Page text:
Famous for its starring role in Alexandre Dumas’ novel, The Count of Monte Cristo, the island of Montecristo has only been open to the public for 10 years, but demand is so high that the Italian government is forced to impose some strict limitations to preserve its unique biodiversity. It can only be visited twice a year — from April 1st to the 15th, and then from August 31st to October 31st — with only 1,000 day permits issued per year, 600 of which are reserved for students.

In the novel, the island serves as the location of a great treasure, which Edmond Dantès uses to transform himself from a wrongly-imprisoned sailor into the wealthy, enigmatic Count of Monte Cristo. Tourists should not expect to find treasure there, but they will find it home to rare wildlife, including wild goats and even some endangered seabirds. Since the Etruscans, Greeks, and Romans all occupied the island, there are also ruins and archaeological sites dating back thousands of years.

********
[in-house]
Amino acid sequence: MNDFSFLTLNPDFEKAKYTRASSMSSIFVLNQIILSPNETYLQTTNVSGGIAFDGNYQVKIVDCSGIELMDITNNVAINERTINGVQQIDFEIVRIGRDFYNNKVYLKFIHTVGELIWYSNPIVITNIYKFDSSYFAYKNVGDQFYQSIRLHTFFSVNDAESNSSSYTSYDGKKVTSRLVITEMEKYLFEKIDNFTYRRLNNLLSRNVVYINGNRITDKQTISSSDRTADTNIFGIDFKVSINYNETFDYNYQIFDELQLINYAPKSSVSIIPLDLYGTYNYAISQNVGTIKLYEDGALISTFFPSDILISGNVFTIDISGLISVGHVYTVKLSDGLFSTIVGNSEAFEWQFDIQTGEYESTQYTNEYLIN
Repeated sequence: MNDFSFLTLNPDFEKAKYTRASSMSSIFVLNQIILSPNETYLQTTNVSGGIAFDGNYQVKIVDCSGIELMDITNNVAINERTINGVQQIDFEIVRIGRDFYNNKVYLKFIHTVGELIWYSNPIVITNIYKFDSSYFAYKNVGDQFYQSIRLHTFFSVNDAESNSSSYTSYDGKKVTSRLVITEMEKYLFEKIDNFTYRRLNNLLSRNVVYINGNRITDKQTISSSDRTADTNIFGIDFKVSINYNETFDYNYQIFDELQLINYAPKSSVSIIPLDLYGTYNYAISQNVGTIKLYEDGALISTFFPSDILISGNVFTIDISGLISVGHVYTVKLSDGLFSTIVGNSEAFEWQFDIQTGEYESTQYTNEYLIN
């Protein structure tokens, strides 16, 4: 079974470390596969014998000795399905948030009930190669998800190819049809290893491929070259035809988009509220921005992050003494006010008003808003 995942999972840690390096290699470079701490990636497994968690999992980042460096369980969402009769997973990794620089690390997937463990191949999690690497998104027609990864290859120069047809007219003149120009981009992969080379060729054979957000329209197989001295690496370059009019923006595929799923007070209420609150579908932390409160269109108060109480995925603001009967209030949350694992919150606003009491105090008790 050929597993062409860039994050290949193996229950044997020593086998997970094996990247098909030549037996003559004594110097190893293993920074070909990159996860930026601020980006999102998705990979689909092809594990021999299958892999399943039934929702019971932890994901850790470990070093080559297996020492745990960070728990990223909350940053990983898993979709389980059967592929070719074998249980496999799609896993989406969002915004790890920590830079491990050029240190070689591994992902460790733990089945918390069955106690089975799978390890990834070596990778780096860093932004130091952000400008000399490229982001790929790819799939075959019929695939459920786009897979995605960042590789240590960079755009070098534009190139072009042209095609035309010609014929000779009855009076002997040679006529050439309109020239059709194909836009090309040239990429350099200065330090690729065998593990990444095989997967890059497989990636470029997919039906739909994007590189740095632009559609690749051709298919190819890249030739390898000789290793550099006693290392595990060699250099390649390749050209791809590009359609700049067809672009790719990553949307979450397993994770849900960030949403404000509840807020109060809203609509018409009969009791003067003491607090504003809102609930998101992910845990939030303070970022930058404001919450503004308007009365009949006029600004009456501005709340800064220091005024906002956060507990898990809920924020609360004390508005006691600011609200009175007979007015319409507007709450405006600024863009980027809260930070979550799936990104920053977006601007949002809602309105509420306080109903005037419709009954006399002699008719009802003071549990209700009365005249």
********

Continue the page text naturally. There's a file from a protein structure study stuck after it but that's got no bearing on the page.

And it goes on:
Aurora Ciardelli, spokeswoman for the Tuscan Archipelago National Park, told The Local, “The island is not served by scheduled ferries and therefore those who get authorization to visit must independently find a boat suitable to cover the approximately 40 nautical miles from the mainland.”

To follow in the footsteps of Edmond Dantès, submit your application by January 31st of each year and be patient because it could take years to get a response. In the meantime, you’ll have to take to heart the advice Abbé Faria gave to Dantès in the prison on the Château d’If: “wait and hope.” And remember, it took Dantès 21 years to get there.

H/T: Travel & Leisure